This book isn't just a good read, it's a necessary read, a clever antidote to all of the business-as-usual explanations of the age of information, and contextualizes our era against the last 3,000 years of history of the West. Anyone interested in the history of science, the history of religion, and the history and ethics of technology should read this book.
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13 of 16 people found the following review helpful By Arch Llewellyn on December 28, 2001
Format: Paperback
Erik Davis's often creative connections between magic and technology suffer from his style--a hip, let me explain it to you in terms you can understand narrative that casts every age as a pale anticipation of our own. The bloom is off the information age, and while the Internet is here to stay, Davis's way of talking about it isn't. I'd give this book an 'A' for enthusiasm from a talented undergrad. But as a serious analysis of the bridge between myth and machines, the story collapses under its own pretense of being 'now'. Search out the sources he footnotes and take the rest as an artefact of the dot-com boom.
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12 of 15 people found the following review helpful By "space_mouse" on December 28, 1999
Format: Hardcover
Call Erik Davis's piece a rant, a stretch, a sermon, a novelty or a misinformed text, you sorely miss the beauty, creativity and inspiration of this referential, imaginative book. It has solid value in its reflection on the voids prolific in our contemporary, secular metaphysics. It is a consolation.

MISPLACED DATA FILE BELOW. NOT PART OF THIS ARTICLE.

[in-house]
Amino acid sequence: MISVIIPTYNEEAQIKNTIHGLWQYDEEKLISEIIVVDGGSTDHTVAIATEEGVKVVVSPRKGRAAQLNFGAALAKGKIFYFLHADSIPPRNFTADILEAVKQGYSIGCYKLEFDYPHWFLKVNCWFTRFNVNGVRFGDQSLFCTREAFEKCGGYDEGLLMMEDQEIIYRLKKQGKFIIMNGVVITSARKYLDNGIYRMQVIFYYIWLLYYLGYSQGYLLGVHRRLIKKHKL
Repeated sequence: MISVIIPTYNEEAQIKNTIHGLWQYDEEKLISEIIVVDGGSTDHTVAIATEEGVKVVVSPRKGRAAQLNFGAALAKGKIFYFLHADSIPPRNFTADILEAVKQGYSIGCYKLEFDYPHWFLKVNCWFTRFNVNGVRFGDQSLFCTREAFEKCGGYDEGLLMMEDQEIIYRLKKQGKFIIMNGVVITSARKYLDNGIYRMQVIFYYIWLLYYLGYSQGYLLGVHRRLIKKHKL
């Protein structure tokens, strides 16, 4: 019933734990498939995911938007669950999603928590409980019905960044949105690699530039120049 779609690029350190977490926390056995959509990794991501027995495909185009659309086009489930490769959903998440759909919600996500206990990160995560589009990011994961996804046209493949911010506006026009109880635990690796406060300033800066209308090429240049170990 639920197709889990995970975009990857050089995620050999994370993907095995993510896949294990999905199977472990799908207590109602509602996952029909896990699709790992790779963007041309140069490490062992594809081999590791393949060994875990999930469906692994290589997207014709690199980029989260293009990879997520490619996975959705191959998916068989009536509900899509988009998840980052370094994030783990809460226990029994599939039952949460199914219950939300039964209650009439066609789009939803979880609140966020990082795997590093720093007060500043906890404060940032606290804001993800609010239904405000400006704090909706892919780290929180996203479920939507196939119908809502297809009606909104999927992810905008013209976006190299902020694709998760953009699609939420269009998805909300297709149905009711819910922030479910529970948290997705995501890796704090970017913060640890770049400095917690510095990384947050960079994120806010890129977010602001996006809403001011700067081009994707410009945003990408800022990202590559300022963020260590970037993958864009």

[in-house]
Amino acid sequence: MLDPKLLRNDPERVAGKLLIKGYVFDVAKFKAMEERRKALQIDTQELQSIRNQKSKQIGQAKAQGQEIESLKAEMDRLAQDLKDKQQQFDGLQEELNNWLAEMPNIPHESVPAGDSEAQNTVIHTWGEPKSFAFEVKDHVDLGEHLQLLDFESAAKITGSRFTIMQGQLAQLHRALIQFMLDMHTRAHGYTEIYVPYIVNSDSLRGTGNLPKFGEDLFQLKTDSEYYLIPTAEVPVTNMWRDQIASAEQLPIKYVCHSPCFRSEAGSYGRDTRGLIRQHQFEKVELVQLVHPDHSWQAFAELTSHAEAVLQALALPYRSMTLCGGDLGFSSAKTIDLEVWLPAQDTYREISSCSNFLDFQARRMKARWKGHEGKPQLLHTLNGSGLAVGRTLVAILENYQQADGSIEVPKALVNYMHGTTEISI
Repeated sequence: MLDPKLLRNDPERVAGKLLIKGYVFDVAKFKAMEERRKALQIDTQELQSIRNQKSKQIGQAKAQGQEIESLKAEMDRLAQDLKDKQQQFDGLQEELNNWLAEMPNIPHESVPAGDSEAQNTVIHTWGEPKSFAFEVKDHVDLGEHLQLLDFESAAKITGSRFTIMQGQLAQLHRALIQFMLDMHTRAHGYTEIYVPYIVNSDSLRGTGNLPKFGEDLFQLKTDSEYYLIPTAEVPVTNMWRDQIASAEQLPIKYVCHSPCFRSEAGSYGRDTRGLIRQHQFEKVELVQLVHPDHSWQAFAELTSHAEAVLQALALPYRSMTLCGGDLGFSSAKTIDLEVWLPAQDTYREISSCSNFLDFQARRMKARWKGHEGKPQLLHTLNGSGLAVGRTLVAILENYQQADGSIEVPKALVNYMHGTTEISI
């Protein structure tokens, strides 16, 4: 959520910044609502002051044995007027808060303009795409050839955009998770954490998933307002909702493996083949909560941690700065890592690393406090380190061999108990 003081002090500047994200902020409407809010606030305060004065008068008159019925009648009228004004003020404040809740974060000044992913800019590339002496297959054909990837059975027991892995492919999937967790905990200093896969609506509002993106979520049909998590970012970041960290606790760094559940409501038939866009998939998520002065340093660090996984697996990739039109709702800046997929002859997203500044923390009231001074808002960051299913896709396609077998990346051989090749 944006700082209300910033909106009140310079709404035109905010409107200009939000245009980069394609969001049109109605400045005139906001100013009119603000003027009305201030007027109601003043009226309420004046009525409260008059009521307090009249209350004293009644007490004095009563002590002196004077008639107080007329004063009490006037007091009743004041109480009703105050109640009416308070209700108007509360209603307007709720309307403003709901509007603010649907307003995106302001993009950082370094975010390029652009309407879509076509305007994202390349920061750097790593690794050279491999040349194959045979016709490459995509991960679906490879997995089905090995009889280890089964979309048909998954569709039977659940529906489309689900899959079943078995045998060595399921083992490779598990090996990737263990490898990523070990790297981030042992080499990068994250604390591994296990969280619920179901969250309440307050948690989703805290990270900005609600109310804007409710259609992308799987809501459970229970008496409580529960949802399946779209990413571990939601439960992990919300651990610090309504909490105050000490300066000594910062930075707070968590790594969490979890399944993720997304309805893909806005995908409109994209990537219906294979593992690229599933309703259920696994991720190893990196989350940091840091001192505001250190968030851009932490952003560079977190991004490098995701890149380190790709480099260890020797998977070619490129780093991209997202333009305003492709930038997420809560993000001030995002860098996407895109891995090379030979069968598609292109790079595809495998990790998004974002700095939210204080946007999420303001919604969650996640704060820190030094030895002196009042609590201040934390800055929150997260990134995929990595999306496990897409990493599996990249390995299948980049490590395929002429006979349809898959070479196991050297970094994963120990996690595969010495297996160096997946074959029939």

Davis has done a delightful thing by surfing the reader through philosophical and technological sources from the Pre-Socratics to the Temple ov Psychic Youth to provide him with food for thought about humanity in the information age, something seemingly lacking in today's world. Along the way, Davis refers to multifarious theories, cites and works only to offer the reader possible paths of reflection along which Davis himself may have wandered, drawing connections about human nature and existence as we tumble along in space and time.
I, for one, marked the book up with innumerable postile, intending to keep it as a reference for my personal research and writing. I am happy there are finally others out there, like Erik Davis, who see connections like I do in such superficially diverse things as the danger of capitalism and Democritus, string theory and Cologne minimal techno music, Bill Gates and bull fighting, or whatever one chooses to use as sources and allegory for their thoughts and approach to life.
I applaud Davis for his subliminal theme, behind all the book's surface topics, of getting your hands dirty and grappling with the big questions like, given the development of information and technology, have we humans really improved humanity, compassion, and empathy to other beings beyond their gnostic roots, or are we to continually wallow in stock market mania, virus paranoia, conspiracy theory, alien signals, psychic faiths and unsatisfied cravings for cult leaders? I await Erik Davis's next book eagerly for his answers.